Gregory’s Girl (1981)

Gregory's Girl imageGregory’s Girl is an iconic coming-of-age movie from 1981. Using a cast of teenagers from the Glasgow Youth Theatre, Writer-Director Bill Forsyth follows Gregory as he schemes to win the heart of the ground-breaking girl who has joined his high school soccer team.

John Gordon Sinclair is engaging as Gregory, a gawky but charming young man in search of his first kiss. Along the way, his friends also seek female encounters by honing their pickup lines and peeping tom skills. The story is a string of vignettes that resulted from how the movie was made — shot in bits and pieces whenever the kids were available.

Some people feel that this movie has aged well, but I really disagree. In fact, I can’t recommend this movie for kids at all because of the underlying but overt sexism.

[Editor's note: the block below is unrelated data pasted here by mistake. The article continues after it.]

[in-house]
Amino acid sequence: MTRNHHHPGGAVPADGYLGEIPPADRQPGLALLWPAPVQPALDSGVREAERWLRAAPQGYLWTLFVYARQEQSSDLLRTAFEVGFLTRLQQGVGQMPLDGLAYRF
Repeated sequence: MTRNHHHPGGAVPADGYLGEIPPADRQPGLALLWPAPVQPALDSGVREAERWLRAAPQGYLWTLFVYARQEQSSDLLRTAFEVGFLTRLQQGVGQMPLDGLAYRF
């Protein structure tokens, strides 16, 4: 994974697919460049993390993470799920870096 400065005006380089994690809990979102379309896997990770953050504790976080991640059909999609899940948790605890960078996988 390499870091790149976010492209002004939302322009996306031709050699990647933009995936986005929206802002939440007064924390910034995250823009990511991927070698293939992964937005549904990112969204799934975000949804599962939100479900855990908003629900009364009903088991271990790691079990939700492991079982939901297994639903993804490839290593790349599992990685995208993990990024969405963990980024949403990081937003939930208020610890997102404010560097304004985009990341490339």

The movie begins with a peeping tom scene where the group of buddies watch a nurse disrobe, and at the movie’s end, the boys head back to take photos that they will share or even sell. Given the recent iCloud hacking of celebrity’s personal unclothed photos, it is not appropriate to tacitly encourage such behavior. It is not a victimless crime.

There are also scenes that intimate that the teachers have it on for some of the girls. A boy pretending to help a girl in cooking class leaves his flour-laden handprint on her derrière, saying that other boys and teachers would like some of that. Sadly, the actress said she didn’t even know that scene was in the movie until close to its 30th anniversary. And finally, while the female soccer star seems empowered, she is basically a big-breasted blonde playing in white hot pants.

Since this is not really a soccer movie, there is little soccer in it. Dorothy the soccer star is never shown striking the ball, and Gregory is quite the spazz in goal.

Bill Forysth, a man credited with some of Scotland’s best films (That Sinking Feeling), is now a bit of a recluse and hasn’t made a movie since 1999.

SoccerMovieMom Rating = 5


Release Date: 1981-04-23 (UK)
Director: Bill Forsyth